New Ghana President Akufo-Addo 'lifted' speeches by Bush and Clinton

Ghana's President elect Nana Akufo-Addo takes the oath of office during the swearing-in ceremony.
New Ghana leader Nana Akufo-Addo had an embarrassing start after he was accused of lifting major portions of speeches made by former US presidents and used them in his inauguration address.

Akufo-Addo gave the speech that has sent tongues wagging during the ceremony at the Independence Square in the country's capital Accra on Saturday.

Claims have emerged the speech contained portions of speeches delivered by Bill Clinton and George Bush.

The awkward incident has watered down the 72-year-old's greatest moment, making him a subject of online ridicule.

Video clips of Akufo-Addo's speech were circulated online alongside those of inauguration speeches by Bush on January 20, 2001 and Clinton on January 20, 1993.

In his speech, President Clinton said: "Though our challenges are fearsome, so are our strengths. Americans have ever been a restless, questing, hopeful people. And we must bring to our task today the vision and will of those who came before us."

And on Saturday, President Akufo-Addo only replaced 'Americans' with Ghanaians, saying: "Though our challenges are fearsome, so are our strengths. Ghanaians have ever been a restless, questing, hopeful people. And we must bring to our task today the vision and will of those who came before us."

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In his speech, President Bush asked Americans to be active participants in the development of their country saying: "I ask you to be citizens, citizens not spectators; citizens not subjects; responsible citizens building communities of service and a nation of character."

In a similar fashion, Akufo-Addo lifted the line as he took over his  country's presidency.

The ceremony was attended by Deputy President William Ruto, Opposition leader Raila Odinga and Mombasa Governor Hassan Joho.

But he is not the first head of state to be caught in a plagiarism scandal. The Guardian also reported how Nigerian president was caught similar situation.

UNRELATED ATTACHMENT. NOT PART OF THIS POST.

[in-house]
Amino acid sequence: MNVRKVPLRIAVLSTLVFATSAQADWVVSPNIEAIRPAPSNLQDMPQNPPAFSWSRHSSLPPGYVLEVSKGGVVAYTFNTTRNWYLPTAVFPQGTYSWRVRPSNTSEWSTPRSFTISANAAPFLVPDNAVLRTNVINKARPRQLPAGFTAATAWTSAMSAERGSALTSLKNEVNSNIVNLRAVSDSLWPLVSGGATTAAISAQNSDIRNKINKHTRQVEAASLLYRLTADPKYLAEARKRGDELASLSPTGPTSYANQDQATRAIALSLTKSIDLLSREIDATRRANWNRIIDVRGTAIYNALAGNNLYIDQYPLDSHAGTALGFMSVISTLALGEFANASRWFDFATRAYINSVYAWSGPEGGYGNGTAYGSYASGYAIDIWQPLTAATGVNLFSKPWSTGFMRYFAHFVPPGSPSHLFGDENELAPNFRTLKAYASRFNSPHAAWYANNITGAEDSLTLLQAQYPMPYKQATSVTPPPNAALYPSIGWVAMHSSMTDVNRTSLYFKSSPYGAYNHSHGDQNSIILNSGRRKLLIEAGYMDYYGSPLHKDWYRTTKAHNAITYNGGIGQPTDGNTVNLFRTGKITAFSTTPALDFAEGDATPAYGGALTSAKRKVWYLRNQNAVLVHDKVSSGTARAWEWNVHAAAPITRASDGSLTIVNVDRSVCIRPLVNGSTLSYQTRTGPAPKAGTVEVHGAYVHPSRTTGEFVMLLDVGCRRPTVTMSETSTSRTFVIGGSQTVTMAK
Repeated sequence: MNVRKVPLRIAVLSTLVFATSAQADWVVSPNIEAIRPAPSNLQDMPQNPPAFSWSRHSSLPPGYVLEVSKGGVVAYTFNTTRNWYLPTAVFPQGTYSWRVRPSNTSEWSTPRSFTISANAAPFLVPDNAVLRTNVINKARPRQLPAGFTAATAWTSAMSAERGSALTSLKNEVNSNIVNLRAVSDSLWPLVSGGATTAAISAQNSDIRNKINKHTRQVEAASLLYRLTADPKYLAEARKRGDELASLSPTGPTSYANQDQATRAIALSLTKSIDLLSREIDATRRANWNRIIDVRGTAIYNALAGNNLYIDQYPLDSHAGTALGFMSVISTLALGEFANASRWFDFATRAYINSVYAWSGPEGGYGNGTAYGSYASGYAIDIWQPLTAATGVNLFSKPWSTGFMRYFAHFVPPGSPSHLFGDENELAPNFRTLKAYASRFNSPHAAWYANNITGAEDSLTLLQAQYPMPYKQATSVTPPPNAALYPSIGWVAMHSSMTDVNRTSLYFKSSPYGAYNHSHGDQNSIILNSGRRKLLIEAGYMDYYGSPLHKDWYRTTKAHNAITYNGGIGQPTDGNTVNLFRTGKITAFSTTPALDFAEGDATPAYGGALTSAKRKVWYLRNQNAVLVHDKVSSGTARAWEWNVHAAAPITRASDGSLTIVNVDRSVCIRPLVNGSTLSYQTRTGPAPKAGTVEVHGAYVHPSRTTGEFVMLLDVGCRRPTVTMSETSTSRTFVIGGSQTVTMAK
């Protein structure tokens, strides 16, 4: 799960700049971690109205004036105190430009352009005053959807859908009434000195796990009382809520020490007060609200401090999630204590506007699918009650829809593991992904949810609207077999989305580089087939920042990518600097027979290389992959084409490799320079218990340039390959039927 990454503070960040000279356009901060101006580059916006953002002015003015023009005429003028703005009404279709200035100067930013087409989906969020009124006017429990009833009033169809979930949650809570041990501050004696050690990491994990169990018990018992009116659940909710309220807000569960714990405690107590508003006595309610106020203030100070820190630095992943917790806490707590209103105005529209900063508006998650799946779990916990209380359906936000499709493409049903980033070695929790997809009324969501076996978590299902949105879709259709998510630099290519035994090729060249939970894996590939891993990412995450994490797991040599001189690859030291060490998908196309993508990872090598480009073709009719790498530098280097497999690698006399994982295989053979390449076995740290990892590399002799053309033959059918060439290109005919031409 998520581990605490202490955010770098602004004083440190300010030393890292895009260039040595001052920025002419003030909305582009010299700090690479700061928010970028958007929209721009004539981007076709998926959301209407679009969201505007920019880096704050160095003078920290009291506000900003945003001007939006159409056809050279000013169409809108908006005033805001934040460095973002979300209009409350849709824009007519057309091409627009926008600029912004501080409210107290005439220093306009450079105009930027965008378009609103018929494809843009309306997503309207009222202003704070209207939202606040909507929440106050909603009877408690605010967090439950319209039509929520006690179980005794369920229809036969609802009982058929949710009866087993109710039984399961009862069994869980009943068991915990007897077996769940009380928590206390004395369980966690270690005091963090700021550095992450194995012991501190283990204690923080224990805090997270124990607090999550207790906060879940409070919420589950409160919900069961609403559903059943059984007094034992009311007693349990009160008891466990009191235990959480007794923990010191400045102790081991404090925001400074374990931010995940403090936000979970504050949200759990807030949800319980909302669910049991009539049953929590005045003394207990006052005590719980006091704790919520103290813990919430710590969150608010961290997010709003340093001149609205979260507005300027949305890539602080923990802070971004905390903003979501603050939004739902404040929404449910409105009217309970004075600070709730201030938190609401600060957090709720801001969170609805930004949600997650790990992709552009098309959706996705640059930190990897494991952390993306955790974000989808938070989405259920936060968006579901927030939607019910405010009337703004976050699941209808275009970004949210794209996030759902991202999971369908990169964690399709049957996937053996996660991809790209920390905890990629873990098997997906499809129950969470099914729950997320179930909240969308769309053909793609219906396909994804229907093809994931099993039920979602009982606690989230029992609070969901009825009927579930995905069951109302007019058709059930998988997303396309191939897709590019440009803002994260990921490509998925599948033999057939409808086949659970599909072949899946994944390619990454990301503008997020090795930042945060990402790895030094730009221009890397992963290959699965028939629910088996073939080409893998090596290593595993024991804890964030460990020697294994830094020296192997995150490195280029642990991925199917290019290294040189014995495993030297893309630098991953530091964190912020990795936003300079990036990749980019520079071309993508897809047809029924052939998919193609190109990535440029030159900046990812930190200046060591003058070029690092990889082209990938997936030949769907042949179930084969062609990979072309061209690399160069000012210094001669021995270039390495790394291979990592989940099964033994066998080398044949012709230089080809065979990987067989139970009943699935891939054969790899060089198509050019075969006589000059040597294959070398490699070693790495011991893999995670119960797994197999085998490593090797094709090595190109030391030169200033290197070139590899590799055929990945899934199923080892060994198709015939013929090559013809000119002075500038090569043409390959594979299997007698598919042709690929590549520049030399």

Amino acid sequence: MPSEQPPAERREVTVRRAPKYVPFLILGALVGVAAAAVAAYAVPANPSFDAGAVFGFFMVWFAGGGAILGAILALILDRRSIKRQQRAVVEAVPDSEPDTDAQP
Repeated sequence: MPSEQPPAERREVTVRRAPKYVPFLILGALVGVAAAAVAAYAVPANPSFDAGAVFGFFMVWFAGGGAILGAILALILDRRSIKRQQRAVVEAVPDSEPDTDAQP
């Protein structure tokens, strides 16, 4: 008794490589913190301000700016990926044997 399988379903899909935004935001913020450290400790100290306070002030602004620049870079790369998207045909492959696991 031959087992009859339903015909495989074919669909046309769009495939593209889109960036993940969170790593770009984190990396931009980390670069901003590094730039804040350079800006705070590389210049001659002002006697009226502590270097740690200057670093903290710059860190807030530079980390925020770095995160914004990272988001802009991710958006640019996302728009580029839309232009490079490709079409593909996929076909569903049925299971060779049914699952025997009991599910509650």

In September last year, while launching the "Change Begins with Me" campaign in his fight against corruption, Nigeria's President Muhammadu Buhari found himself in an awkward position after his staff lifted President Barack Obama's speech of 2008. Buhari later fired his communications aide.

In the speech, Buhari said: "We must resist the temptation to fall back on the same partisanship, pettiness and immaturity that have poisoned our country for so long. Let us summon a new spirit of responsibility, spirit of service, of patriotism and sacrifice. Let us all resolve to pitch in and work hard and look after, not only ourselves, but one another."

Obama in his speech said: "Let's resist the temptation to fall back on the same partisanship and pettiness and immaturity that has poisoned our politics for so long. So let us summon a new spirit of patriotism, of responsibility, where each of us resolves to pitch in and work harder and look after not only ourselves but each other. Let us remember that, if this financial crisis taught us anything, it's that we cannot have a thriving Wall Street while Main Street suffers."

US President-elect Donald Trump's wife, Melania, was last year also caught up in plagiarism after she lifted Michelle Obama's speech.

Meanwhile Akufo-Addo pledged to cut taxes to boost the economy protect the public purse. He beat John Dramani Mahama in the peaceful elections a month ago.

"We will reduce taxes to recover the momentum of our economy," said Akufo-Addo, wrapped in a traditional kaleidoscopic "kente" robe.

"Ghana is open for business again. I shall protect the public purse by insisting on value for money," he said. "Public service is just that: service," said the president.

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